First I took a piece of newspaper and folded it into a quarter then made a circle line from one corner to the next. The newspaper is just the right size for my scarf. I tried forming it into a cone and testing it on my lamp to see how it would look.

    Here is my lovely scarf. I had to iron it first by covering it with a dishcloth so it wouldn't scorch it. I was doing this on my stainless steel island, yeah, don't do that. I guess the metal is super thin and it started to warp so I had to move onto my glass table.
    I bought extra wide interfacing at Joanns, make sure to get the thick stuff because that gives your lamp its stiffness. You place it on the wrong side of your fabric and then iron it from the inside out so you don't end up with creases. I emptied the water out of my iron and set it on the highest temperature because the temperature where it doesn't use steam was too cool.
    And here is is all smooth and stuck together.
    I placed my newspaper circle on top and when I was testing it out I figured that if you take away a quarter of the circle then join those together it makes a cone.
    I left a little extra instead of taking out a whole quarter, looking back now, take the whole quarter out.
    I used my little maraca to measure a circle in the center. It is about 3 inches across.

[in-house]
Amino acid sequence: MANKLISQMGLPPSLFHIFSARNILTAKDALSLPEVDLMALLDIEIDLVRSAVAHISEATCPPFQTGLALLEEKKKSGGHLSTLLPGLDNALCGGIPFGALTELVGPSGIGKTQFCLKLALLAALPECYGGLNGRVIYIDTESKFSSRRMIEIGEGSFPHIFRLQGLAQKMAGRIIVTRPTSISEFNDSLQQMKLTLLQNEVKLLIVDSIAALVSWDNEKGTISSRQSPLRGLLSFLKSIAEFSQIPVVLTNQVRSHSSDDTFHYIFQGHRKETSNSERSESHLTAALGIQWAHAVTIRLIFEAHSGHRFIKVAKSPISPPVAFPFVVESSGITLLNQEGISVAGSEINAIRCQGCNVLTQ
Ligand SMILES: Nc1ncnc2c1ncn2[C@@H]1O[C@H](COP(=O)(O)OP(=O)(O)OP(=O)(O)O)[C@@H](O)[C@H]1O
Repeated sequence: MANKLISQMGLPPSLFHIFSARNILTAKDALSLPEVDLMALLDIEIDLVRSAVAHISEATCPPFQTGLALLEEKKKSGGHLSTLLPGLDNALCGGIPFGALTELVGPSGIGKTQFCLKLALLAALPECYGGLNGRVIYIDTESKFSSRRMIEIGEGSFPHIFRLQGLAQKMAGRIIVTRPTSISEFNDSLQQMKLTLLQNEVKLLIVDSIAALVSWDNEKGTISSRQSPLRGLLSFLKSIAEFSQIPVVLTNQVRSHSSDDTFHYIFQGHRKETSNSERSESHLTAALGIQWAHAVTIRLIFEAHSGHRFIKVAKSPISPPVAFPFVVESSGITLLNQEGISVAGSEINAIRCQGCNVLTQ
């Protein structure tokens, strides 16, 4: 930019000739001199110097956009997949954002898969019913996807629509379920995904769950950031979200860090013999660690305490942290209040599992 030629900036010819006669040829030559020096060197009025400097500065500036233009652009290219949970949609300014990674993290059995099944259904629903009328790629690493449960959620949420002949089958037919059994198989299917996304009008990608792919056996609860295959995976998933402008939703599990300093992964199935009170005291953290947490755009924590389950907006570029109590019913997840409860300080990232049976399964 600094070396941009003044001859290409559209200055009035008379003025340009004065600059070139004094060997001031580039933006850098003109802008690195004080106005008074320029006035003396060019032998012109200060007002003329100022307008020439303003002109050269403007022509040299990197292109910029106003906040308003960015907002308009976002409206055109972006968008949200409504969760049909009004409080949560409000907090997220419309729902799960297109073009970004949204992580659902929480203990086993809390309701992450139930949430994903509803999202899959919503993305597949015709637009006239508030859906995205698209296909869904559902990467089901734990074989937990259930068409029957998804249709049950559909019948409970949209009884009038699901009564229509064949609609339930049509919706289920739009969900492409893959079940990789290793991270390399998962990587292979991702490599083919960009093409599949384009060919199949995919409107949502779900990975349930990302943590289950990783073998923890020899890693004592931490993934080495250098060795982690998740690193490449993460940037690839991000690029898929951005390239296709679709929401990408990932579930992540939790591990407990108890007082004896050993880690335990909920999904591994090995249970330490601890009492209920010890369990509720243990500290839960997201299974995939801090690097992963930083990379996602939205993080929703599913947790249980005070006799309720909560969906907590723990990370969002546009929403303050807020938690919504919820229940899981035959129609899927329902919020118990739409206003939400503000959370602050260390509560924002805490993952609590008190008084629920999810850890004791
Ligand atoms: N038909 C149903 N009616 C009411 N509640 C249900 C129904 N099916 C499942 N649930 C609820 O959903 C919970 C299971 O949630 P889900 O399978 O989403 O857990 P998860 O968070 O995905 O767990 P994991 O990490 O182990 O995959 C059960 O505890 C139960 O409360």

Cut that out.
    I'm going to edge the top of my lamp with red satin 1 inch ribbon so you have to fold it in half and iron it so it stays that shape. 

    Then I formed my cone, checked it on my lamp and adjusted it. Then I clipped it with clothespins and Warren assisted me in glueing it together. We used an epoxy but I would recommend using gorilla glue or sewing it instead. The epoxy got really hard and where we applied it a little thick it seeped through. Then I placed coasters on it to hold it while it dries.
    Ok, cool thing. My husband has been working on his dune buggy and is almost done so when I told him about my project he's like, I have a bearing ring that will work!! Pulls it out, tries it on the lamp, and boom it fits perfectly inside. So I was pretty lucky, otherwise you should check out your local hardware store. You could cut a piece of PVC pipe or you might just find some kind of metal ring that will work. So I placed it on the bottom of my shade and then drew a circle to mark where it evenly lay.
    Then I cut snips in my shade that went up to that line. So I can flare those out to fit on my ring.
    So then I moved in by my sewing machine and I opened up the ribbon and fitted the shade inside. I made sure to start my ribbon in the back where my overlap is, see you can see in the corner of the picture where the epoxy seeped through. Lovely huh?
    OK, now we sew it on. Sadly I didn't do so great in this department because the shade is curved so your ribbon has to curve with it and that means that it has to gather together in areas and I thought it would do it really easy but it didn't, so I had to re-sew  a couple spots where it didn't catch the ribbon. I just kind of squished it up so it would gather it when it fed through the machine. I'm sure my incredibly talented sewing queen Sister in law Sandy, would know how to fix this but I didn't. If you have any tips Sandy, please clue the rest of us in. Thanks!!